In the space of a few weeks, Australia and the world have been rocked by devastating weather events, from huge snowstorms across the US to flash flooding and cyclones in Australia. Many of these events have not just been catastrophic, but have set new records for weather.
Let’s pause to list some of the recent extreme weather events in Australia:
· Serious and long-lasting floods in Queensland around Rockhampton.
· Unprecedented flash flooding in Toowoomba and the Lockyer Valley.
· The biggest floods on record in western Victoria.
· A 100-year record flood in Brisbane.
· The warmest spring on record in Perth.
· Sydney has just had a record heatwave, including its hottest February night on record.
· South Australia and western Queensland had a severe heatwave in late January.
· And, of course, severe tropical Cyclone Yasi, the worst cyclone in living memory in northern Australia.
The impacts of these events spread beyond the obvious destruction of homes and lives that was widely reported in the media.
For example, the wet weather has brought plagues of mosquitoes, with a huge rise in mosquito-borne diseases like Ross River Fever and Barmah Forest Virus. Crops have been destroyed in many areas. Food prices are tipped to rise even higher.
Behind many of these phenomena is a record La Nina weather event, which the Bureau of Meteorology (BOM) says is the strongest since 1917.
BOM’s Darren Ray told the ABC on February 10: “There's an argument there that these record warmest ocean temperatures have at least contributed to increasing the intensity of both the flooding and the tropical cyclone activity that we're seeing in the last few months.”
Australia hasn’t been alone. The past year has seen big snowfalls in the US and Europe, severe drought in the Amazon, and severe flooding from South Africa and Sri Lanka, to the Philippines and Brazil (among others).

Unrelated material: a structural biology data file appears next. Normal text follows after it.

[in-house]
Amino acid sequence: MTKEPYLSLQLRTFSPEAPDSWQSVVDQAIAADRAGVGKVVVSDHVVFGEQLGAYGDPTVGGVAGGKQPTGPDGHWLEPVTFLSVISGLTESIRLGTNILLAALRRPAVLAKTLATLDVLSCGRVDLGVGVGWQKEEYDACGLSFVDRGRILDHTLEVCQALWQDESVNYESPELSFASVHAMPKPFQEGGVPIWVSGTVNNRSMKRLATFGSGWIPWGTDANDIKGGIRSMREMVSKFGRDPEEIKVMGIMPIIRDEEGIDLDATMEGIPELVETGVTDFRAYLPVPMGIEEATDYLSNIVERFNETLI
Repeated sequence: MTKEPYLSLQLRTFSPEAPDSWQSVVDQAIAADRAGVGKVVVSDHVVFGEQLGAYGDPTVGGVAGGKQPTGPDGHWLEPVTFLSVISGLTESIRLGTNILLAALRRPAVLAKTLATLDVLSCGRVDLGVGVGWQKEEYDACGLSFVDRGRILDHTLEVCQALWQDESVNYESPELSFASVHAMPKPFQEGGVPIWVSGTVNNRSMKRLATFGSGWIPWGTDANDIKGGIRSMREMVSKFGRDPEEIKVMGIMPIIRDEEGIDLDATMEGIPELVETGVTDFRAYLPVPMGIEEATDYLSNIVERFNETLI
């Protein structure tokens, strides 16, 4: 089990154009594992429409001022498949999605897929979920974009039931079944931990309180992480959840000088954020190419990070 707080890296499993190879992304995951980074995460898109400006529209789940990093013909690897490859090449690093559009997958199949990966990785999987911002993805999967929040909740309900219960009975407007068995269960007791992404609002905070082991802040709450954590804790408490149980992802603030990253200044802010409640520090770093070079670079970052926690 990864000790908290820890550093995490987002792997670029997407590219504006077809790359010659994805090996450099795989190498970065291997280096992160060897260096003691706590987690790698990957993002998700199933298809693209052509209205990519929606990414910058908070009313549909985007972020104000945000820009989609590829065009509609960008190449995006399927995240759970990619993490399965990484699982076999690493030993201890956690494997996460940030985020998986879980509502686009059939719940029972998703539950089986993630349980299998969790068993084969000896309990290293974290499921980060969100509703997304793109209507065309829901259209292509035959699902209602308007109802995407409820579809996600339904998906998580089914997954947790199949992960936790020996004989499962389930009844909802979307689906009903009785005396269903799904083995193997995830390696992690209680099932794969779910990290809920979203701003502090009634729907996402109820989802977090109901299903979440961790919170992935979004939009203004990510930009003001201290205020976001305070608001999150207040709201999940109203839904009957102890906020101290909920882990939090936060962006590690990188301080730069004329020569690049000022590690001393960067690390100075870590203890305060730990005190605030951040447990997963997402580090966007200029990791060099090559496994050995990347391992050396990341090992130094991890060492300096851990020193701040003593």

Despite the cold weather in Europe and North America, 2010 was the hottest year on record.
After observing a terrible event like cyclone Yasi it would be easy to conclude that climate change is real. But by that logic, a cold winter proves that climate change is not occurring.
There is a difference between weather and climate: individual weather events have a very complicated set of causes.
No measuring equipment is available that can separate all these causes to determine how much a single weather event was caused by climate change.
“Climate is the statistics of weather over the long term,” Ken Caldeira, a senior scientist at the Carnegie Institute for Science at Stanford University, told MSNBC’s LiveScience on February 2.
“No specific weather event can by itself confirm or disprove the body of scientific knowledge associated with climate change.”
If no single weather event can be directly attributed to climate change, does that make climate change a fiction? That would be as logical as taking literally the saying “tomorrow never comes”.
Warmer temperatures mean greater evaporation, and more water vapour carried in the air.
This can contribute to drier conditions over land, exacerbating droughts.
It also can increase the amount of rain or snow when that extra water vapour does finally precipitate, leading to greater floods and snowstorms.
And warmer ocean surface temperatures increase the intensity of cyclones.
The bunch of extreme events we have seen this year certainly fit the pattern of a warming climate: they are evidence that supports the case for global warming.
Climate scientists have forecast more unpredictable and extreme weather just as we are seeing. If climate deniers scream “there’s no proof!” they only prove their own ignorance.
The federal government has backed a levy to pay for rebuilding after the Queensland floods. While the federal opposition has been criticised for opposing the flood levy for its own selfish political ends, there is genuine opposition to a flood levy from other quarters.
Independent MP Rob Oakeshott has questioned whether defence budget cuts might instead help pay the bill.
He said on ABC’s Radio National on February 10: “Many people have put to me in emails for example, if we got one less JSF [Joint Strike Fighter] that's $110 million right there.”
The Federal government has instead cut climate change-related programs to pay for flood damages.
Melbourne group Yarra Climate Action Now said on January 30: “The Solar Energy Society has estimated that $495 million will be cut from solar energy programs…
“The irony here is inescapable. Ever-worsening and more frequent natural disasters are directly linked to human greenhouse gas emissions.
“Yet while the federal government continues subsidising fossil fuels — the cause of the problem — to the tune of billions of dollars per year, it cuts funding to the solutions — renewable energy and energy efficiency.”
Australian Greens Senator Christine Milne said on January 27: “It beggars belief that the government would choose to cut climate change programs like Solar Flagships, energy efficiency and the solar hot water rebate to fund disaster relief when such disasters will be made worse by climate change …
“We need to start planning now for the reality of climate change and redouble our efforts to return to a safe climate, not cut back on that effort.”